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Who’s Scared of an Audit?
What you should know about your next energy audit.
Western Allied Mechanical
many times has the word “audit” been used in the wrong connotation?
Everyone hears the stories of having their taxes audited and the
nightmare of working with the IRS. So naturally, when mentioning the
“word” to facilities management, the first reaction is horror and
disgust followed by, “We’d rather just not pursue that route right
now.” So what are you actually losing by neglecting your energy usage?
Is it best to wait
until your manager or a new tenant forces you to expose your energy
bill? How much time does a facility owner or manager have to dedicate
to an audit to substantially reduce energy?
first step to
subverting fear about an energy audit is to understand the process and
terminology – which can be initiated by discarding the term
“audit” in place of “Energy Analysis.” Typically, the actual Audit portion of the project is at
the end to quantify measures found in an Assessment of your building. The
three components of an Energy Analysis include:
have traditionally received mixed reviews among stakeholders in the
facilities industry. Figure: 1 illustrates common facts and myths that
are often associated with energy analyses with facilities staff. The
most common myths are centered on the cost and complexity of an
analysis that has the ability to produce a ROI (Return on Investment)
less than five years. The process of an Energy Analysis (Benchmark, Assessment, and Audit)
allows an owner or tenant to pursue savings based upon their budget and
their level of engagement. For example, a facility with a relatively
low Energy Star Building Index (> 50) can typically save up to 20%
without actually quantifying the saving measures in the Audit
portion of the analysis. A significantly low score could suggest failed
equipment or poor method of control – Both of which lead to higher
savings after a full Assessment.
myths include false expected savings, or no savings at all, generated
by an analysis that may cost thousands of dollars and hundreds of staff
hours to produce. Therefore, isn’t it easier to skip the analysis if
you sign a service contract that guarantees your equipment is working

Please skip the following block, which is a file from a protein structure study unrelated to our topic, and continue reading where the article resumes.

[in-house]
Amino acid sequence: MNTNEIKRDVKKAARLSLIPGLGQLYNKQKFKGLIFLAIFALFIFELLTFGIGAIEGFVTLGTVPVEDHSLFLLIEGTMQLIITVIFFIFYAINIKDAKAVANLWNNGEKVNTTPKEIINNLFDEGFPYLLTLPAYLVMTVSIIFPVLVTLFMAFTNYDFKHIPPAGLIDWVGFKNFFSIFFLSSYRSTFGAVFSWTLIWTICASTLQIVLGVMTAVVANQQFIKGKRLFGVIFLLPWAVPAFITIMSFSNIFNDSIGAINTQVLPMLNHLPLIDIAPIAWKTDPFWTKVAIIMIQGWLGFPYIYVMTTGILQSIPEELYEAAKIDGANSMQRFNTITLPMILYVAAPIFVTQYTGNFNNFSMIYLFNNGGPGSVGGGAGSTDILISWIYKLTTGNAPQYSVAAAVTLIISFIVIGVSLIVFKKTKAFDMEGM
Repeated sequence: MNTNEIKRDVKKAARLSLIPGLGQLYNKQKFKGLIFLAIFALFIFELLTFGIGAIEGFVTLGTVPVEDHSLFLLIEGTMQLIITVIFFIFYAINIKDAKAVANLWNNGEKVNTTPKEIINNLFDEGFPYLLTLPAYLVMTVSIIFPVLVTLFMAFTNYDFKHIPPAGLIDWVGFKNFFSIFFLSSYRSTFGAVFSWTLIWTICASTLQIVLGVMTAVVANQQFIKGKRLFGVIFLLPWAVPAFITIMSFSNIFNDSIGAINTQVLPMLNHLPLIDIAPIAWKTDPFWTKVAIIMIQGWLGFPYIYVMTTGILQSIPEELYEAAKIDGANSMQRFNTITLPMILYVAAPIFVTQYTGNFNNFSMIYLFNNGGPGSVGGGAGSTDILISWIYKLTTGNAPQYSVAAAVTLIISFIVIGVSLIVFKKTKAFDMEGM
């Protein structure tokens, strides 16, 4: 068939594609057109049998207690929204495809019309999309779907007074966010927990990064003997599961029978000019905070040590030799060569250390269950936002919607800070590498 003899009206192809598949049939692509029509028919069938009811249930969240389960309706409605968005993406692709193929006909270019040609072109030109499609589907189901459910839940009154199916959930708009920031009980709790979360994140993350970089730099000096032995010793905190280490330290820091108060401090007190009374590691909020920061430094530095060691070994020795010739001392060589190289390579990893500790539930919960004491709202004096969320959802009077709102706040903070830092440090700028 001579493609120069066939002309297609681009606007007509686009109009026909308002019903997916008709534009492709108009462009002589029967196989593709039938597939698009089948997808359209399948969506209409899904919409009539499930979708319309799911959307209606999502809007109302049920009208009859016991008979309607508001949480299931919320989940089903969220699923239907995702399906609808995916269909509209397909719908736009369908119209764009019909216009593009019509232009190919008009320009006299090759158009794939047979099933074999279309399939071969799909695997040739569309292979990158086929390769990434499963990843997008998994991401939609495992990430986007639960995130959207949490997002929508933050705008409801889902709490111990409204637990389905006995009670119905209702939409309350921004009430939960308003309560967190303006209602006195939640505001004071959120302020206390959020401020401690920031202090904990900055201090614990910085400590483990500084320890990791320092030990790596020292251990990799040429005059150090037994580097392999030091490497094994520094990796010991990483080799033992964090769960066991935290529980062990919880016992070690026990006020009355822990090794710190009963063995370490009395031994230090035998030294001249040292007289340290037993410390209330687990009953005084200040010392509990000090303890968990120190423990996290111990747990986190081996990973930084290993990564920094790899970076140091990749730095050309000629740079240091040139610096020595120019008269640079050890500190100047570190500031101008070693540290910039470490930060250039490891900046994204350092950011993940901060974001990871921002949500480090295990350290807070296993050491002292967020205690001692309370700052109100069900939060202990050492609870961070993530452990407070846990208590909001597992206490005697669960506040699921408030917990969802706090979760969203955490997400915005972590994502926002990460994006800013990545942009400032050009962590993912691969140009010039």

correctly? Aren’t most of the saving measures generated centered on
broken equipment? Mechanical maintenance serves to protect capital
investments and tenant comfort by keeping equipment functioning
properly. In the energy analysis process, the Assessment will identify
failed components, but more interestingly, suggest a new methodology
for controlling existing equipment; Methodology typically requiring
little upfront cost.
Now that the fear of the
term “audit” has subsided, what level of financial involvement does the
customer have when compiling a report? As identified above, the
analysis itself as well as the measures it produces, can all be scaled
based upon budget. Cost to generate a report is inherently a measure of
facility size and usage requirements by the tenant. A facility that
runs 24/7 is more likely going to have a higher level of involvement
from the energy contractor and the maintenance staff to reduce energy.
These facilities tend to be more critical in nature, with suggested
energy measures typically requiring the upgrade of equipment and
scheduled shutdowns. On the contrary, general usage spaces such as
offices require less staff involvement for the analysis and little
tenant disruption for most energy saving actions.
consumption within buildings is characteristically undervalued as a
profit driver and funneled into expected annual costs. Negligently
signing an energy bill is typically easier than trying to actively
understand and reduce consumption. So how does energy stack up against
other assumed costs in an occupied building? We can observe Figure: 2
to see where your consumption fits into the rest of your budget –
which is larger than expected.
Take the below
example into account when trying to quantify gains from energy saving
measures found in an Analysis:
this example is relatively vague, it shows that a mere savings of 18%
in a building this size equates to a much larger savings – this
disregarding upfront capital savings from a provider. Many energy
upgrades typically placed into capital avoidance budgets can surface in
an Assessment and be
quantified in an Audit with
The term “audit” has gained popularity in the energy industry due to its effectiveness at evaluating and quantifying consumption. Facility owners and managers are pursuing savings as tenants are demanding Energy Star and LEED ratings of a building before signing a lease. Partnering with a contractor to complete an energy analysis good practice and helps to alleviate concerns and provide reasonable expectations on savings.
About the Author
I currently maintain an engineering sales position at Western Allied Mechanical. Our business is consulting customers on energy consumption and reducing costs through a joint mechanical and automation venture. I’m an avid follower of the industry and am always open to new opportunities and approaches. You can reach me at firstname.lastname@example.org or my cell at 650-798-4154.
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